Melanosomes are unique lysosome-related organelles in skin, hair, and eye melanocytes and pigment
epithelia of the retina, iris and ciliary body of the eye, in which melanins - the main pigments in mammals - are
synthesized and stored. Genetic defects in melanosome components or biogenetic machinery result in
albinism, characterized by hypopigmentation, impairments in vision, and increased susceptibility to skin and
eye cancers. Some of the genes that are defective in various forms of oculocutaneous albinism (OCA),
including OCA2 and SLC45A2, encode transmembrane proteins that regulate the ionic environment of
melanosomes or melanosome precursors. For example, we recently showed that OCA2 functions as a chloride
channel that neutralizes melanosome pH, thereby activating melanin synthesis, whereas two-pore channel 2
(TPC2) – the first identified melanosomal cation channel – negatively regulates pigmentation. Despite these
advances, our understanding of ion transport across the melanosome membrane and how ion flux regulates
pigmentation is rudimentary. In particular, it is not known how SLC45A2 regulates pigmentation, or how genetic
variation in SLC45A2 interferes with pigment production. While melanocytes lacking SLC45A2 or OCA2 share
some characteristics such as impaired in vivo activity of a key melanogenic enzyme, tyrosinase, how these two
proteins influence the tyrosinase activity cooperatively or separately remains elusive. Finally, how TPC2 – a
nonselective, sodium and calcium permeable channel – influences melanogenesis is completely unknown.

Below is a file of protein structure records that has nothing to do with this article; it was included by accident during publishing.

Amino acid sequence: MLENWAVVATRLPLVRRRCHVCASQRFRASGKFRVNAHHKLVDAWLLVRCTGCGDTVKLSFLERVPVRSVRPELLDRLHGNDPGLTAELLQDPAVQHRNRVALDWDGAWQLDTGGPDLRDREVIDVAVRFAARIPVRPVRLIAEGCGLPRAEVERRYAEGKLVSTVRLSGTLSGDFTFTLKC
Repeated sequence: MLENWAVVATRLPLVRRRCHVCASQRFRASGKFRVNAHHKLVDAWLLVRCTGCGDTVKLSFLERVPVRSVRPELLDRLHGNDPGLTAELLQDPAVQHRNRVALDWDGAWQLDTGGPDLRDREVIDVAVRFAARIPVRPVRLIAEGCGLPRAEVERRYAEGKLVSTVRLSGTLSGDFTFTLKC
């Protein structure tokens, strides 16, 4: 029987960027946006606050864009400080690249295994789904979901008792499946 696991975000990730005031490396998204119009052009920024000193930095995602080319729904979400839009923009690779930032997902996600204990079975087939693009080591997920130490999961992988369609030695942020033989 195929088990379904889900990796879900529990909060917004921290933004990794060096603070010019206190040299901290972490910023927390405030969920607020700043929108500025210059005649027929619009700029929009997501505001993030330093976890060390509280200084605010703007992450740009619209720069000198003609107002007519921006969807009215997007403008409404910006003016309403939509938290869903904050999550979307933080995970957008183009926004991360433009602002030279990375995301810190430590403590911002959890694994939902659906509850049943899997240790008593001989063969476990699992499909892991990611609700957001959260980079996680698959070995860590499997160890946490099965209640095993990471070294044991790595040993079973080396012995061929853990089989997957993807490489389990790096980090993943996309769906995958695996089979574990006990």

The goal of this proposal is to answer critical questions regarding SLC45A2, OCA2 and TPC2 function and to
dissect the molecular pathways that allow these proteins, directly or indirectly, to control the ionic milieu within
melanosomes and melanin synthesis. Based on solid preliminary data, we will test that: (1) OCA2 and
SLC45A2 each function to increase the luminal pH of melanosomes, but at distinct stages of maturation; (2)
SLC45A2 functions directly on melanosomes from a specific microdomain and that assembly into the
microdomain is disrupted in hypopigmentation-associated SLC45A2 variants; and (3) TPC2 functions as part of
a multi-protein complex that mediates tyrosine transport across the melanosome membrane.
Broader impact: These studies will have a broad impact on understanding the mechanisms that regulate skin
and eye pigmentation, will advance our understanding of how ion transport across melanosomal membranes is
critical for melanosomal function, will uncover mechanisms underlying pigmentation disorders, and will set a
precedent for understanding ion transport control in other lysosome-related organelles.
Relevance to public health: Mutations in the genes encoding several proteins involved in ion transport across
melanosomal membranes cause albinism with pigmentation defects, impaired vision, and increased
susceptibility of the skin and eye to cancer. Our studies will elucidate the molecular mechanisms by which
these proteins affect melanogenesis and how patient mutations result in pigmentation and vision defects.